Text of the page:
Suppose I have some signal

$$ s(t) = n(t) + \left\{\begin{aligned} &0 &&: t < t_0\\ &A e^{i (2 \pi f t + \theta_0)} &&: t_0 \le t \le t_1\\ &0 &&: t > t_1 \end{aligned} \right.$$

with unknown beginning and end times, $t_0$, $t_1$, and unknown frequency, initial phase and amplitude $f$, $\theta_0$, $A$. The signal also has some complex Gaussian white noise $n$ with a variance of $\sigma_n^2$, giving this signal an SNR of $A^2/\sigma_n^2$.

My typical SNR is about 0.0025

I am interested in finding the unknown parameters above, particularly the beginning and end times to as high precision as possible.

I am also interested in knowing the theoretical limit on the precision of the start and end times vs SNR and signal length/number of samples. As the SNR increases information which determines $f$, $t_0$, and $t_1$ is lost. It seems like there should be some abstract, information theoretic way to relate the SNR to the estimation accuracy of these variables which is method agnostic.

If this is possible I can figure out whether or not I can reach the required precision on these variables by improving my analysis software or if I need to make hardware changes to improve the SNR.

My current method is to use an FFT to identify $f$, and then bandpass around it to remove most of the noise. I compute the amplitude of the signal. The noise amplitude distribution is second order chi ($\chi$) where $\sigma_n$ is the scale of the distribution. I fit the noise in my band passed region to this distribution by maximizing a likelihood function on $\sigma_n$ over a region where I know there is no signal.

$$\mathcal{L}(\sigma_n) = \sum_\text{noise samples} p_\chi(\sigma_n)$$

Then I maximize a likelihood as a function of $t_0$, and $t_1$ like so:

$$\mathcal{L}(t_0, t_1) = \sum_{t=0}^{t_0} p_\chi(\sigma_n) + \sum_{t=t_0}^{t_1} p_\text{norm}(\mu_s, \sigma_s) + \sum_{t=t_1}^{t_\text{max}} p_\chi(\sigma_n)$$

The signal distribution is a non central chi distribution, but that approximates to a Gaussian distribution reasonably well in the range I am working in. I am setting $\mu_s$ and $\sigma_s$ to the sample mean and standard deviation for the $t$s between $t_0$ and $t_1$ so they don't need to be optimized over.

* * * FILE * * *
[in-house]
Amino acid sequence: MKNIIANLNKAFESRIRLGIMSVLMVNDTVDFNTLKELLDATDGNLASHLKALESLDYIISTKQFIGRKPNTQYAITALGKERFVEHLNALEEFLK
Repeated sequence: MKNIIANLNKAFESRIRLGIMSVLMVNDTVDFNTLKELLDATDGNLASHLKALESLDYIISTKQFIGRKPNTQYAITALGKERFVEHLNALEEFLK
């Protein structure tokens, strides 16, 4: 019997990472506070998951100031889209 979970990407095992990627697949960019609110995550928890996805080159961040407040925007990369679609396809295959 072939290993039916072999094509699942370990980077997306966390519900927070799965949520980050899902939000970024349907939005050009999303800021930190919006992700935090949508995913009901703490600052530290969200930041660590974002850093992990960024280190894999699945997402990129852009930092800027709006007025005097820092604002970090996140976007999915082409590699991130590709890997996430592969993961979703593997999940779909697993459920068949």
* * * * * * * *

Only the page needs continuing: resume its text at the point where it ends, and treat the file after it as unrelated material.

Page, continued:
This method gives me $f$, $t_0$, and $t_1$ reasonably quickly accurately, but is there a way to do it better?

  • $\begingroup$ probably reading up on the Hilbert transform and the Analytic signal might be useful. you can get both amplitude envelope and instantaneous frequency from the Analytic signal. $\endgroup$ – robert bristow-johnson Dec 16 '17 at 3:25
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    $\begingroup$ In the radar application where one is interested in detecting an echo whose duration is essentially known, that is, $t_1-t_0$ is known, the standard way is to pass $s(t)$ through a matched filter where the filter is matched to a sinusoid of duration $t_1-t_0$ and look for a peak in the matched filter output. Performance is improved if the sinusoid is phase-coded so that the matched filter output is not a broad triangle as in the case of your signal but more peaky. A Barker sequence or a longer sequence with good aperiodic autocorrelation properties is best for the phase coding. $\endgroup$ – Dilip Sarwate Dec 16 '17 at 4:11
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    $\begingroup$ OP doesn't know the frequency, $f$. but if the OP knew a range of permitted frequencies, one could make a bank of matched filters. $\endgroup$ – robert bristow-johnson Dec 16 '17 at 4:55
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    $\begingroup$ I do not know $t_1-t_0$, but I agree, that is the perfect solution if I did. The $\Delta f$ is in the 100s of MHz. TBH I'm not sure if the radar tag belongs here. This isn't a radar problem but I thought It was similar enough that those sorts of solutions might be useful, maybe not. Also, @robertbristow-johnson, thanks for fixing my exponent! $\endgroup$ – alessandro Dec 17 '17 at 0:23

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